Epidemiology of Bronchiolitis in Hospitalized Infants at Tawam Hospital, Al Ain, United Arab Emirates

The Open Respiratory Medicine Journal 24 May 2021 RESEARCH ARTICLE DOI: 10.2174/1874306402115010007



Bronchiolitis is the commonest lower respiratory tract infection, found worldwide in children < 2 years of age. Over sixty percent of cases are caused by Respiratory Syncytial Virus (RSV). The disease is known to have significant morbidity, mortality and health care costs. Its seasonal variability, manifestations and complications vary between countries. The aim of this study was to determine the epidemiological and clinical characteristics of infants hospitalized with bronchiolitis in Al Ain City, United Arab Emirates.


Retrospective observational chart review was made of an unselected cohort of infants ≤ 2 years admitted to the pediatric department of Tawam hospital over a 3-year period and discharged with the diagnosis of bronchiolitis. Epidemiological data and risk factors were analyzed.


RSV was the commonest pathogen (51%). Hospitalizations occurred year-round but increased significantly in December and January. The patients’ median age was 5.8 months with a male predominance (male:female ratio of 1.5:1.0). The mean age at admission was 6.6 months and presentation occurred, on average, 2.9 days after the onset of the symptoms. The majority (94%) had respiratory distress on presentation. Chest x-ray was performed in 80% of the patients. Most children received bronchodilator therapy and oxygen therapy was administered to 42%. The mean duration of hospital stay was 3 days.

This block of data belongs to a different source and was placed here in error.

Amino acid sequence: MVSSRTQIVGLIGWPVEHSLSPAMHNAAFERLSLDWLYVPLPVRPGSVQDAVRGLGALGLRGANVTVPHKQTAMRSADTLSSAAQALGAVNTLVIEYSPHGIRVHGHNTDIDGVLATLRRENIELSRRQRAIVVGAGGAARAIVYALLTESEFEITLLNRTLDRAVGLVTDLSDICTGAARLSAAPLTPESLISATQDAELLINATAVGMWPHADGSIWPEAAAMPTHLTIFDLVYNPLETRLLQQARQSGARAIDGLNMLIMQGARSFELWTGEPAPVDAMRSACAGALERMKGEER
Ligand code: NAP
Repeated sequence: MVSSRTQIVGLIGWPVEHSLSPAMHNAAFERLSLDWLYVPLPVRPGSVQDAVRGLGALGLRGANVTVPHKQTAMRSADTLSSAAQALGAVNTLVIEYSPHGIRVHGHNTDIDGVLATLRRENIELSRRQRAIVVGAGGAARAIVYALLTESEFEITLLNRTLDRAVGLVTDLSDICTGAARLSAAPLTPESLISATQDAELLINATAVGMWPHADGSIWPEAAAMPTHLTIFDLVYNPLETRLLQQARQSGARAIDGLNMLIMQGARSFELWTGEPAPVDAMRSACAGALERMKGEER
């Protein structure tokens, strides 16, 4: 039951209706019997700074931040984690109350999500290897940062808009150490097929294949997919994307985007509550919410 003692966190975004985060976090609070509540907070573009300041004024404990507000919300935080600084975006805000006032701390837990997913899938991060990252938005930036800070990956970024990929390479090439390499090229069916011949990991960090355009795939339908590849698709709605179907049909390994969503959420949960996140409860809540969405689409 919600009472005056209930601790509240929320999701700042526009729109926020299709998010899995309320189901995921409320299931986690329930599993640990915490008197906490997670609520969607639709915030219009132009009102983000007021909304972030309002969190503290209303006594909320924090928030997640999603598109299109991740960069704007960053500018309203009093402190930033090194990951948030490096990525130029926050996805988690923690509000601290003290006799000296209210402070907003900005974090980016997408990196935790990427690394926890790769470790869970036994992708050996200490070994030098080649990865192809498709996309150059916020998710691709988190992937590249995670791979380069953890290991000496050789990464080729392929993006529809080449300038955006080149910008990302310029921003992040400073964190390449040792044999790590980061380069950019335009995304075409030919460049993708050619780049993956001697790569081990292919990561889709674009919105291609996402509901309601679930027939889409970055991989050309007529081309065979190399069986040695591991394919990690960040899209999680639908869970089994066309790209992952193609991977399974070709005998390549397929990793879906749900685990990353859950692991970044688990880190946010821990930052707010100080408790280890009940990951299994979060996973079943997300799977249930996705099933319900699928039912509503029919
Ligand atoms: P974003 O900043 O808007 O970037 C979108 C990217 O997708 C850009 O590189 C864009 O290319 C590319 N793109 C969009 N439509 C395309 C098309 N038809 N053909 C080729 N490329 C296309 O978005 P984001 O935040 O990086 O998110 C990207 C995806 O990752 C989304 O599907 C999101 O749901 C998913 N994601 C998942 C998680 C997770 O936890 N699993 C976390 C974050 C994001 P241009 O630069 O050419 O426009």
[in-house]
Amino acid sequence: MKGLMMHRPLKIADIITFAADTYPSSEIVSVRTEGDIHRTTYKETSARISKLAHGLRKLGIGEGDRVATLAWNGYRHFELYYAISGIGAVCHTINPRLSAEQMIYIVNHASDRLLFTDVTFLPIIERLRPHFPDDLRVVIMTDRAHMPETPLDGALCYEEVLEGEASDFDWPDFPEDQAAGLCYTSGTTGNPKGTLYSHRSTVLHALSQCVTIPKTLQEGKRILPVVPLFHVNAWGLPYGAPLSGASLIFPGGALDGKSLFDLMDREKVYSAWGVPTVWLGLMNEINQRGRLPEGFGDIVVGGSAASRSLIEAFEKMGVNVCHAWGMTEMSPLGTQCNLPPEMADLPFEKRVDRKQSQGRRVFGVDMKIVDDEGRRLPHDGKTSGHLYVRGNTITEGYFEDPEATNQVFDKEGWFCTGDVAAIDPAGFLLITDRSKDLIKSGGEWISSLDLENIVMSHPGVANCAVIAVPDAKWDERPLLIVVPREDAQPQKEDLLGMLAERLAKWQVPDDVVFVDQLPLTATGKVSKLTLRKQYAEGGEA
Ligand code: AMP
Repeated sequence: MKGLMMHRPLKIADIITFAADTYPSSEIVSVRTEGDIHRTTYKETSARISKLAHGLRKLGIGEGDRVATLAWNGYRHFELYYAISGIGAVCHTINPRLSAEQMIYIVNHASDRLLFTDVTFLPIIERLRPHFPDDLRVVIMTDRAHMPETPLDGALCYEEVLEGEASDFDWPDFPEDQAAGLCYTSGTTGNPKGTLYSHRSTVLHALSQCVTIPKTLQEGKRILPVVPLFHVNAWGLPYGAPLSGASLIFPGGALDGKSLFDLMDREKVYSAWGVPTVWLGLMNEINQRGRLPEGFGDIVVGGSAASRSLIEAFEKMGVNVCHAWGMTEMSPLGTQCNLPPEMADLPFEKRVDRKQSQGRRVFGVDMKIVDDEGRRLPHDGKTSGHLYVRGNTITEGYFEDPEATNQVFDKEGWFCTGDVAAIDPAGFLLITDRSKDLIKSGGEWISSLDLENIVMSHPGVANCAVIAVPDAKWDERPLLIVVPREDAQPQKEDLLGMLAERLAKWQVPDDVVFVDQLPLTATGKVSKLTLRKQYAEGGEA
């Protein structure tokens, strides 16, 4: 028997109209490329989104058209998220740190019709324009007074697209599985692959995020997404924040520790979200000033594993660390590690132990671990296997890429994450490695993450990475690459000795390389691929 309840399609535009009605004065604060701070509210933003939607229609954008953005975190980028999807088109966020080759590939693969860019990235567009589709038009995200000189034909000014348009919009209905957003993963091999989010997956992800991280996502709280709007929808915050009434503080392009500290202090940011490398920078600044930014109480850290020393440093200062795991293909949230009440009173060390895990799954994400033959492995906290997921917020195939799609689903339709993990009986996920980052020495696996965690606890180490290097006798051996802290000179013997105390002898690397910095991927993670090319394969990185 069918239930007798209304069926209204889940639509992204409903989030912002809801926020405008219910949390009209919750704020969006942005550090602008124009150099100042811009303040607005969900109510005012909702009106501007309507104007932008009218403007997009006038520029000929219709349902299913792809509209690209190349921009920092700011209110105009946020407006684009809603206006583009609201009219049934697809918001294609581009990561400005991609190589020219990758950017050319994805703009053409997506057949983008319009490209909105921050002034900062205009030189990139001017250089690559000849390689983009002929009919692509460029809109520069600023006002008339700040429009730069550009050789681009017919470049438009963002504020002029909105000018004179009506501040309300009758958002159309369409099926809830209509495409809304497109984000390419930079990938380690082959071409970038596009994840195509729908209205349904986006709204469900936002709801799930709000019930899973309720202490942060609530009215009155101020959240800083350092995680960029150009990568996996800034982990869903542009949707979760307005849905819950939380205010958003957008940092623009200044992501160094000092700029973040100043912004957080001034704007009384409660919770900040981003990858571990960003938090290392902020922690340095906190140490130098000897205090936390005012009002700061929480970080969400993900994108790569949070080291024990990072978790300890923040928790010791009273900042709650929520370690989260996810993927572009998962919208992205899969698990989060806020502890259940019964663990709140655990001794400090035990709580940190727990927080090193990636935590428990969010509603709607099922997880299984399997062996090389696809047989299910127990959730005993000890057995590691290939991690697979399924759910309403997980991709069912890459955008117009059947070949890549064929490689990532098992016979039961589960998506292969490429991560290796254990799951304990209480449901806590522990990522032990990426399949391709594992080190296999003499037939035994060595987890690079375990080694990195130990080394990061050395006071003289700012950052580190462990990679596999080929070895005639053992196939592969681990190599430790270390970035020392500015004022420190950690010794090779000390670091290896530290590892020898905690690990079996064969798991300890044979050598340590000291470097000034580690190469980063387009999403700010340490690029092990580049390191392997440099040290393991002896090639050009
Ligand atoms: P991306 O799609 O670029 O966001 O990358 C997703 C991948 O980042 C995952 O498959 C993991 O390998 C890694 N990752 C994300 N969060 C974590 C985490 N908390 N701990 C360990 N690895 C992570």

Bronchiolitis remains a common reason for hospital admission and carries significant morbidity. RSV is the primarily responsible virus for hospital admissions and morbidity.

A better understanding of the burden of bronchiolitis in our setting would enable better planning and use of hospital resources to minimize its short and long-term sequelae.

Keywords: Bronchiolitis, Respiratory syncytial virus, Hyponatremia, Infants, Hospitalization, Prematurity, Viral diseases .
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